A principle of American foreign policy that goes back to at least the late 19th century has been to use soft and hard power, to the extent we could get away with it, to coerce other countries into bending their rules in directions favored by US industrial and financial interests. Up until World War II these actions were confined mainly to the Western hemisphere and the Pacific basin because there were the limits on the capability and national will to project power beyond these regions. The War changed that. The three Sovereignty Surrender agreements are an initiative of the civilian elements of the Borg to entrench their ability to bend the rules to their advantage throughout the world and, oh by the way, gut the Westphalian world order that was established nearly four centuries ago. That order has not been an unmixed blessing. But in spite of the fact that some of the wars that have occurred during its purview have been the most widely spread, devastating conflicts in history, it has arguably been a key factor in enabling some peoples to live extended times in peace and to have fostered an environment that enabled the rise of science-based technology and industry. Which are themselves definitely mixed blessings, the downsides of which only began to be widely recognized since the end of that war. We mess with the Westphalian order at our peril. Statesmen and women, if there are any any more, should be trying to reenforce that order while mitigating its weaknesses, not trying to trash it.

Babak Makkinejad

That is all fine, but what has US gained through her engagement with Japan since Admiral Perry's mission in 1852?

Can someone point to the standard of living of a family in US over 100 years past and state that x% of that has been due to engagement with Japan?

I wish the bean counters could furnish an answer to the question: "Did Imperialism ever pay any dividends to USA?"

ex-PFC Chuck

It paid dividends to the wealthy industialist and banking elites who were looting the countries in which they were doing business with the backing of the often not-so-veiled fist of the US military but the rest of us, not so much.

ex-PFC Chuck

Major General Smedley Butler, USMC, nailed it in 1935 in "War Is a Racket."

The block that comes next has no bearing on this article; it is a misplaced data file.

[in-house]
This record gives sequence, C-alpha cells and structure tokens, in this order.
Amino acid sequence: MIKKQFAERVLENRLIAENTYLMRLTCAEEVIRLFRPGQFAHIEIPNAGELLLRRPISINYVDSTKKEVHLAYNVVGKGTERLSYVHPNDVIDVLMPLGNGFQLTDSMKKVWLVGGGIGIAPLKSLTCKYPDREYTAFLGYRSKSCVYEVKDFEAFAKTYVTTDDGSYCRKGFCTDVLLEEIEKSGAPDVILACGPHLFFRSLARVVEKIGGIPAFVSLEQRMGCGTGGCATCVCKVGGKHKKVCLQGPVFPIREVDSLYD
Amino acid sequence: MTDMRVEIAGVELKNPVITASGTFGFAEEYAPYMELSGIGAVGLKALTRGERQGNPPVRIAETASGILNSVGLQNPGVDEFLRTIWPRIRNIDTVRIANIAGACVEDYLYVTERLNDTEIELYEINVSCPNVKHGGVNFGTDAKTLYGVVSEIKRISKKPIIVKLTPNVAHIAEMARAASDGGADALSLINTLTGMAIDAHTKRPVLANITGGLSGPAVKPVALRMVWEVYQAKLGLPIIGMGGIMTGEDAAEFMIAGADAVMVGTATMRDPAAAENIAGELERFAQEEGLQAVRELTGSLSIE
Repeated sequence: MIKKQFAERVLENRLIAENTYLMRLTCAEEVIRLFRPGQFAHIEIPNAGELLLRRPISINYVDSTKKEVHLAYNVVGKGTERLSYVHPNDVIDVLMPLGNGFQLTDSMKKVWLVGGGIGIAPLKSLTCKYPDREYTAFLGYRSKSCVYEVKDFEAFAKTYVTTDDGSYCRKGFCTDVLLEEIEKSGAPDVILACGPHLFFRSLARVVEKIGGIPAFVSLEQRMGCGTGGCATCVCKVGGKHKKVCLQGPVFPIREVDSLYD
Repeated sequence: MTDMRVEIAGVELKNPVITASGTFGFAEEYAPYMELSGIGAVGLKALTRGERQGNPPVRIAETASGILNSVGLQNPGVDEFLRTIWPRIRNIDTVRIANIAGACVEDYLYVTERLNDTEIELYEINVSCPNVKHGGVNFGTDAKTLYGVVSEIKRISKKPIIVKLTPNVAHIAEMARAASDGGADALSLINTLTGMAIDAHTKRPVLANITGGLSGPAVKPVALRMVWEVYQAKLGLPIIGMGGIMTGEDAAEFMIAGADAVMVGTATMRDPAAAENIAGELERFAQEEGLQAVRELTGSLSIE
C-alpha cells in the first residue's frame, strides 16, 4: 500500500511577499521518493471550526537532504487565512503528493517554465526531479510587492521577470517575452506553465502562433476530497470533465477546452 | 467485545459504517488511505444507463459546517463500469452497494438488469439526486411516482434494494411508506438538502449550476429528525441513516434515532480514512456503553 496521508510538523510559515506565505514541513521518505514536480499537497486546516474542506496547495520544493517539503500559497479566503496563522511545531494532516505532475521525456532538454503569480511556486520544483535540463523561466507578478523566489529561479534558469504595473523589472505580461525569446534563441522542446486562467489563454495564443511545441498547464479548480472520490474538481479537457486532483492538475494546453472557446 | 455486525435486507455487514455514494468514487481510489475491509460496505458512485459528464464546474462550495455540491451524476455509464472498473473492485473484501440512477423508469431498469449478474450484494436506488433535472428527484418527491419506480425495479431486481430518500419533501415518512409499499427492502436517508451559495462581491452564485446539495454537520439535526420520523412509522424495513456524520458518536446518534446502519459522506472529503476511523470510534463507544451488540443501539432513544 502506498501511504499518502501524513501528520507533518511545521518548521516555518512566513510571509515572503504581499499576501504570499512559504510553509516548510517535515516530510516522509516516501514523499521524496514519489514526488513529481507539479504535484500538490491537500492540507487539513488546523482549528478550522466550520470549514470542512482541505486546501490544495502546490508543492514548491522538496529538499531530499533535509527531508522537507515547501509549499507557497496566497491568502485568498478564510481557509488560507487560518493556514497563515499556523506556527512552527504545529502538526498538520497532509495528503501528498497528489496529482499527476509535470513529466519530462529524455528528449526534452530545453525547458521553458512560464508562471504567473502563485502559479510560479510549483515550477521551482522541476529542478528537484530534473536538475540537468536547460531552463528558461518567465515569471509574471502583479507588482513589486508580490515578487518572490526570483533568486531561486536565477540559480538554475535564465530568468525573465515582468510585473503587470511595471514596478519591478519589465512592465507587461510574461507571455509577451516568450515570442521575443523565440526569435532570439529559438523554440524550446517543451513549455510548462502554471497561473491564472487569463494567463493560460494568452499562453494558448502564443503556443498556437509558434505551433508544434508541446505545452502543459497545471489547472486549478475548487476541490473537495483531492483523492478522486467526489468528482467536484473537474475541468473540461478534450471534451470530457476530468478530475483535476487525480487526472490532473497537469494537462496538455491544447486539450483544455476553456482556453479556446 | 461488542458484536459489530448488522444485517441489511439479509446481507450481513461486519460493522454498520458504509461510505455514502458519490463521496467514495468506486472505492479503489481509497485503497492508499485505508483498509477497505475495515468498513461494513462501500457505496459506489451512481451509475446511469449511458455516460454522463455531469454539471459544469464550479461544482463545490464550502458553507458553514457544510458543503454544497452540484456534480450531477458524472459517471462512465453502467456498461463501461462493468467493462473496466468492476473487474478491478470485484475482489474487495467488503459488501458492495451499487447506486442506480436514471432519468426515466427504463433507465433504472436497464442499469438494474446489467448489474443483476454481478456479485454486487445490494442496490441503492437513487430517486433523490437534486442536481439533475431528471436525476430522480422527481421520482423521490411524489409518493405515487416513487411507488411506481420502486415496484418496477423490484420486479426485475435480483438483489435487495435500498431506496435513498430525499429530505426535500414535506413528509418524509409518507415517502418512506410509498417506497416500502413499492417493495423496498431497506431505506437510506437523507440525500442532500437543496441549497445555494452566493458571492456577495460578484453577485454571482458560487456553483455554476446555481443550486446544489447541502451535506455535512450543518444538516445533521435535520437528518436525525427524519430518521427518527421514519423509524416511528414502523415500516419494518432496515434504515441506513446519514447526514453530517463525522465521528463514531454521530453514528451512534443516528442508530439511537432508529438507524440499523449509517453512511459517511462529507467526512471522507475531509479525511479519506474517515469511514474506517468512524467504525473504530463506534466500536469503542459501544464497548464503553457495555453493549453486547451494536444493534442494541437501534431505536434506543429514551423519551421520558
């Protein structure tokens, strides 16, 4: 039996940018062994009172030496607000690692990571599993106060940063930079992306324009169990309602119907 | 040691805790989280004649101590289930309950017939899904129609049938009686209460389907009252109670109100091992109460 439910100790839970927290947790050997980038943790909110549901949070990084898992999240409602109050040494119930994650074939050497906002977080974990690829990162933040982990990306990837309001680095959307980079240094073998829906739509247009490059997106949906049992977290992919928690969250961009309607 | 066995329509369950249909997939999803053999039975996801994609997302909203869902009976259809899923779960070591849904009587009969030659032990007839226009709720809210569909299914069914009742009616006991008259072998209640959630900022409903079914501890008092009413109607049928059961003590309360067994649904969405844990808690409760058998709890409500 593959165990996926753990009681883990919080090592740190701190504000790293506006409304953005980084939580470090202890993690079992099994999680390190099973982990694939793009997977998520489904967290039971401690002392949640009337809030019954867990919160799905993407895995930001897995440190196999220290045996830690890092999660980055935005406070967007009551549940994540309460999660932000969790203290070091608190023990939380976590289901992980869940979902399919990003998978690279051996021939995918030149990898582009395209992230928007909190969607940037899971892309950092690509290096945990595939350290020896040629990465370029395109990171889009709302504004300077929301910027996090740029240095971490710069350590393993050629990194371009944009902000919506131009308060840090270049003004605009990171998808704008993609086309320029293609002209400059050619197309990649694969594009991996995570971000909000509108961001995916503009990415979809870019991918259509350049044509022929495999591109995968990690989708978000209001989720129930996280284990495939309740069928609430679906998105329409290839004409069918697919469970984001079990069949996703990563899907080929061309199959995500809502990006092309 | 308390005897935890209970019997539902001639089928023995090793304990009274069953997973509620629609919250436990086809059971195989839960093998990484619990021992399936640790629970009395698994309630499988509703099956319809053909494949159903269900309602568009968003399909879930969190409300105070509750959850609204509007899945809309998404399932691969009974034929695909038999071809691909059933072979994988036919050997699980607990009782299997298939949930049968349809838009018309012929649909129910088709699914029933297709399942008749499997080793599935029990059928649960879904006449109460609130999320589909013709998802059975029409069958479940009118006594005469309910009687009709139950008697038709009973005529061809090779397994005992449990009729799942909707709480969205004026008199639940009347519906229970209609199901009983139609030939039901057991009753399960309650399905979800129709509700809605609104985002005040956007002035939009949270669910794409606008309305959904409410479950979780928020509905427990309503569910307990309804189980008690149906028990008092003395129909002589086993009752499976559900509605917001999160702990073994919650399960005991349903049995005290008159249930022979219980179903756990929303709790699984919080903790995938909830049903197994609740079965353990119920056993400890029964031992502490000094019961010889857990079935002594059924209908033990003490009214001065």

ex-PFC Chuck

Was it a "racket" for you? pl



"He really comes across as a malevolent emperor in that clip.


"This TTIP story is widely covered overseas "

Well perhaps he comes across as a malevolent emperor because that is what he is. If you look at his policies other than at the margins he's continued the policies of his predecessors, unfortunately he's been a bit more efficient and effective than Dubya.

Can't agree with you the TTIP story being widely covered at least when it comes to Europe. It may be that it's widely covered compared to the USA MSM but that's not the same as wide coverage.

Until recently there's been very little coverage of it either in the UK press or the German press or the Danish press in fact in the Danish press it's pretty much non-existent. I get a fairly comprehensive round-up for the Spanish and French press and at least as far as the round-up is concerned it's pretty much a non-story.

different clue


Well . . . that's what blogs like this are for. If enough readers of this post and thread send it to enough people . . . who send it to enough people . . . who send it to enough people . . . then it will achieve the wideness of coverage which the the BloBorg has instructed its MSM to prevent it from achieving.

Seamus Padraig

But of course! Any 'dropping' of TTIP will merely be temporary and tactical. It'll be back some day, possibly under a different name or in a slightly different form.

Seamus Padraig

You can purchase the article from their archive here: https://www.foreignaffairs.com/articles/1974-04-01/hard-road-world-order

Balint Somkuti

The dark net. With no IP adresses and total anonimity.


In reply to different clue 08 May 2016 at 01:56 PM

You'll get no argument from me on that one.